Letters to some consumers say plans will be terminated at year-end
Insurers’ withdrawal notices are causing heartburn among patients, according to insurance agents and other industry officials. Here, a blood-pressure check in 2013.Photo: Toby Talbot/Associated Press
Hundreds of thousands of consumers across the country are getting letters from insurers warning that their health plans bought under the Affordable Care Act will be terminated at year-end, raising alarm at a politically sensitive moment when Senate Republicans are struggling to craft their own health-care legislation.
As lawmakers head off for their July 4 recess, conservative Republicans on Friday revived a proposal to quickly repeal the 2010 health-care law and come up with a replacement later, a surprise move reflecting the fractured state of the Senate GOP and the frustration felt by some conservatives about the pace of the Republican health push. The initiative, quickly seized on by President Donald Trump, renewed an idea that earlier had been discarded as politically and practically unworkable, and some Republicans on Capitol Hill said the idea was unlikely to get sufficient support this time either.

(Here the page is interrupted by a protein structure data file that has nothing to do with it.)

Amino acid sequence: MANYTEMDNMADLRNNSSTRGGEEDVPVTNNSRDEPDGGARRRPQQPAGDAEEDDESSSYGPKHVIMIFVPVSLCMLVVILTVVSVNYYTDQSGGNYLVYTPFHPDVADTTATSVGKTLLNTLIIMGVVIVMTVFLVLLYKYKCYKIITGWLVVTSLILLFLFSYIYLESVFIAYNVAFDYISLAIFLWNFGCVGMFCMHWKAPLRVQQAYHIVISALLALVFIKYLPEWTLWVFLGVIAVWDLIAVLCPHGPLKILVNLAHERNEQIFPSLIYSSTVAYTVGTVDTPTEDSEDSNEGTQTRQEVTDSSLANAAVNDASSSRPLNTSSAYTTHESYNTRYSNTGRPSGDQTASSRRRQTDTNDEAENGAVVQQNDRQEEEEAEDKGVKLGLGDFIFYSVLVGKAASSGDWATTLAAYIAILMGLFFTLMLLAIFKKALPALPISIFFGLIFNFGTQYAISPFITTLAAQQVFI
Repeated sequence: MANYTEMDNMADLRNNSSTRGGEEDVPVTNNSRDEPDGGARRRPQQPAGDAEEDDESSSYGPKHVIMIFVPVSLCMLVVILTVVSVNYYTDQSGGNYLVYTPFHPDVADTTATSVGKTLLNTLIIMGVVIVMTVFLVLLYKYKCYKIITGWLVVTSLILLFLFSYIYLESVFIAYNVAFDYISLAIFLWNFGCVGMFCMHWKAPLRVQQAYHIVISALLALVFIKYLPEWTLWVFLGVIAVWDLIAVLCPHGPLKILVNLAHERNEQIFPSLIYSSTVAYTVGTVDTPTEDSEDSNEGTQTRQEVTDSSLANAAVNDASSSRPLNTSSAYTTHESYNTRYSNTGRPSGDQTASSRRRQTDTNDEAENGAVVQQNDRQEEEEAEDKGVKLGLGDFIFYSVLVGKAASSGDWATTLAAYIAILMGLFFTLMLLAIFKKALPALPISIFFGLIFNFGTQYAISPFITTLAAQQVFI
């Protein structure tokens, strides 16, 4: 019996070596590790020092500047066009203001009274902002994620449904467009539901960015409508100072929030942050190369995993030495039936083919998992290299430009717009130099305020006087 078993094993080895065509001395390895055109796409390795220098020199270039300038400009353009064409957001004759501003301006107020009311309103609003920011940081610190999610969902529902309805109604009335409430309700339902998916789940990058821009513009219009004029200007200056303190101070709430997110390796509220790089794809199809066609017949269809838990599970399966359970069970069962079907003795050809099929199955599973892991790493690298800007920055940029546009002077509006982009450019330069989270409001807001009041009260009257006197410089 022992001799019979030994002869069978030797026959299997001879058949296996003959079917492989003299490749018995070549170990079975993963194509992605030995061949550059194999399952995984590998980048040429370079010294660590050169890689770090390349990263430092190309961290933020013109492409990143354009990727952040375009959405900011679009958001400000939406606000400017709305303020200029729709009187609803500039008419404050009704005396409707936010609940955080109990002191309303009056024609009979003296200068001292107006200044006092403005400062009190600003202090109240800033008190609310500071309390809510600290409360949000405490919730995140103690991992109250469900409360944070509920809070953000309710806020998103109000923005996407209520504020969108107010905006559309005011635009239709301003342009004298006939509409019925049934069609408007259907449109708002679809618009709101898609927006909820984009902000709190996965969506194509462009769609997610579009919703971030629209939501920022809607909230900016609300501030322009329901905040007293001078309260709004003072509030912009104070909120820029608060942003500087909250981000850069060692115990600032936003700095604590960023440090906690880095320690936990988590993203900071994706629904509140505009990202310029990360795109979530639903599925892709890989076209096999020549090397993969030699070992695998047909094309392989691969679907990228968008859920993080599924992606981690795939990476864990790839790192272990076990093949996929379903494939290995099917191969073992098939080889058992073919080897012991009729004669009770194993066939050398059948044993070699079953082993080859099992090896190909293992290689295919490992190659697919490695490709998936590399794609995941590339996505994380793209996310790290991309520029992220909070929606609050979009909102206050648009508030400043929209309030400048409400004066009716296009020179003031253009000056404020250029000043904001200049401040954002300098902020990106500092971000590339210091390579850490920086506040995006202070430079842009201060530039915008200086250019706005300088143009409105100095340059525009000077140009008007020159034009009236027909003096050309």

The repeal-first approach reopens an old skirmish between Republican centrists and conservatives, whose disagreements over everything from the scope and timeline of an ACA repeal to the future of Medicaid and the nature of health insurance have hamstrung the party.
Now, lawmakers heading home for recess have another potential headache: the letters to consumers sent to comply with rules requiring insurers to give policyholders notice of at least 180 days, or about six months, before they pull out of a state’s individual insurance market. That puts the deadline in early July for a plan that runs until the end of December.
In many cases, planned withdrawals from certain ACA marketplaces by major insurers, including Aetna Inc., Humana Inc. and Anthem Inc., have been disclosed. But the letters may be the first affirmation for many consumers that their plans will end.